1951-54 A7 plungers, 1940s M21, WDM20s,
1948-50s B33s rigid/plunger/swingarm, 1948-50s b31s rigid/plunger/swingarm

Offline trevinoz

  • Newcastle, N.S.W. Australia.
  • Wise & Enlightened
  • *
  • Join Date: Jul 2006
  • Posts: 2904
  • Karma: 67
Re: Conrod oil hole
« Reply #23 on: 17.04. 2010 22:53 »
Just my thoughts on this subject.
It seems that the hole was provided after the "new" engine configuration had been in service for a while and either problems had come to light or Bert Hopwood had a revelation and decided that oil flow to the LH journal had to be enhanced.
Surely the oil pressure at both journals will be the same with the hole acting as a relief valve for the chamber.
Providing a hole in the RH rod shouldn't affect the LH rod. Two holes in the chamber will tend to lower the pressure but the pump should supply enough volume to overcome this.
In the late A65, both rods were drilled but by then the pump had a wider gearset thus higher output volume.
I have seen many engines which were worn badly on the LH side or thrown the rod on that side, but this was caused by the sludge trap being blocked.
I feel that it doesn't matter whether one or both rods are drilled, it is essential that the trap is clear and the oil pump is in good nick.

Terry,
           Regarding the long stroke engine cam and follower wear, have you considered having the bits nitrided?
Triumph did just that to stop premature wear on the exhaust cam.
They even eliminated the oil feed to this area. It seems to have worked OK.   

   Trev.

Offline terryk

  • Valued Contributor
  • ****
  • Join Date: Oct 2006
  • Posts: 458
  • Karma: 3
  • Townsville Queensland Australia
Re: Conrod oil hole
« Reply #24 on: 18.04. 2010 14:05 »
Gday Trev, yes thats what I will do with the worn cams and followers that I have when I get them reconditioned. I do have one really good longstroke cam and a new set of followers that I want to use on the 48 so I thought a trough of some sort would give them a longer life.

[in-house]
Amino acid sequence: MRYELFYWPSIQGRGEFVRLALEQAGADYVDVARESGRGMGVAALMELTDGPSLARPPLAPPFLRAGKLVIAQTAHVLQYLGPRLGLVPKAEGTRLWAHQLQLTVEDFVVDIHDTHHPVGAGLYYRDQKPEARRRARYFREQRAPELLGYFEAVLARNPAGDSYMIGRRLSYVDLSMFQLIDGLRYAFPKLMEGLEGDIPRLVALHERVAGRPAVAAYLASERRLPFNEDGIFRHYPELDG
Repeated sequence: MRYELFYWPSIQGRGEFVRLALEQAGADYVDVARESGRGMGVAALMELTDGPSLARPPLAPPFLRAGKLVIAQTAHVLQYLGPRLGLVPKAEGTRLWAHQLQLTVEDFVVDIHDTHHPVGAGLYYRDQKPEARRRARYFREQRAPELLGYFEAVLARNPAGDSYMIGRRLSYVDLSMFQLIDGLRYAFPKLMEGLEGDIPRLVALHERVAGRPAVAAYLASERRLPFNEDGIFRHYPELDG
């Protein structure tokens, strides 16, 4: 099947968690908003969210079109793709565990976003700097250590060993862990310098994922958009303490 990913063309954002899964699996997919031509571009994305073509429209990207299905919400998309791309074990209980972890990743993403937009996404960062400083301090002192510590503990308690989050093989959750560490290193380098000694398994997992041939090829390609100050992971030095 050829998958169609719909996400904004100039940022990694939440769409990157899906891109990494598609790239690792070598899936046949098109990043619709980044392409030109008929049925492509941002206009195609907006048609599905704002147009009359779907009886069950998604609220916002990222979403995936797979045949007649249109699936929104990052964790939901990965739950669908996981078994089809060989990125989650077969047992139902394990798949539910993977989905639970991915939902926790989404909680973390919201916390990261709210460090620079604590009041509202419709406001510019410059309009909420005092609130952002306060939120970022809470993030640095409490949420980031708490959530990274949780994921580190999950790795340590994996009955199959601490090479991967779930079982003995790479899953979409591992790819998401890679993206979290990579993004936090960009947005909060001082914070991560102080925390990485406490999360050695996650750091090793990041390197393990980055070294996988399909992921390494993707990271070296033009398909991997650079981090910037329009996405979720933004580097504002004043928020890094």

1950-53 A10 rigid/plungers, 1958-61 A10 super rockets, 1947-50 A7 longstrokes, 1949 Star twin,
1951-54 A7 plungers, 1940s M21, WDM20s,
1948-50s B33s rigid/plunger/swingarm, 1948-50s b31s rigid/plunger/swingarm

Offline Josh Cox

  • Valued Contributor
  • ****
  • Join Date: Apr 2009
  • Posts: 275
  • Karma: 0
Re: Conrod oil hole
« Reply #25 on: 19.04. 2010 06:39 »
Thanks for your input Trev.

Sorry to keep banging on about it, I think it very important to remember that the oil hole/s only line up with the crank pin holes for a very small part of a 360 degree rotation of the crank ( i.e. 5 degrees or there abouts ), so I do not believe any one part could be adversely effected by the RH conrod having a hole.

If it was a serious concern for you, make the LH oil hole bigger than the RH.

Where's Olev, that guys usually got an opinion on most things...... *smile*
Black 1953 Golden Flash Plunger

Offline A10Boy

  • Wise & Enlightened
  • *
  • Join Date: Jun 2008
  • Posts: 1075
  • Karma: 11
  • Solihull, Near Birmingham England.
Re: Conrod oil hole
« Reply #26 on: 27.04. 2010 12:51 »
Quote
Sorry to keep banging on about it, I think it very important to remember that the oil hole/s only line up with the crank pin holes for a very small part of a 360 degree rotation of the crank ( i.e. 5 degrees or there abouts ), so I do not believe any one part could be adversely effected by the RH conrod having a hole.

Sorry Josh, but I have to disagree.

The position of the hole is irrellevant as there is a film of oil under pressure between the crankpin and bearing surface and oil is being fed in there under pressure through 360 degrees rotation, so oil flow through the hole will be more or less constant. Also, there are two holes on the crank, [from memory], each perpendicular to the axis of the crank throw, therefore, the holes will only line up about 87 degress before and 87 degrees after TDC.

Simple laws of physics dictate that if you introduce a hole [or vent] into a pressurised area, you reduce the pressure within that area. It might slightly increase the flow, but it will reduce the pressure, as you are helping the pressure escape. If you make the LH bigger than the RH hole, you will reduce the pressure even further. As terry points out, other MC and car engines using plain bearings didnt have holes fitted and BSA engines dont need them either, apart from oiling the cylinder above. The BSA hole is so small to be insignificant.

Any fluid under pressure finds the easiest path to escape. Therefore oil being pumped into the crankshaft via the TS bush would escape by the easiest route before a more difficult route, this would lead to say 60% of the oil going out via the RH big end, and say 40% escaping via the LH big end. It is this imballance which caused starvation to the LH cylinder and piston. This is what BSA tried to correct by introducing the hole in the LH conrod.

I think its best to leave the set up as STD.

Sorry, I know most of that had been said before.
Regards

Andy

1958 Super Rocket
Plus
1974 Kawasaki Z1a
Yam XJR 1300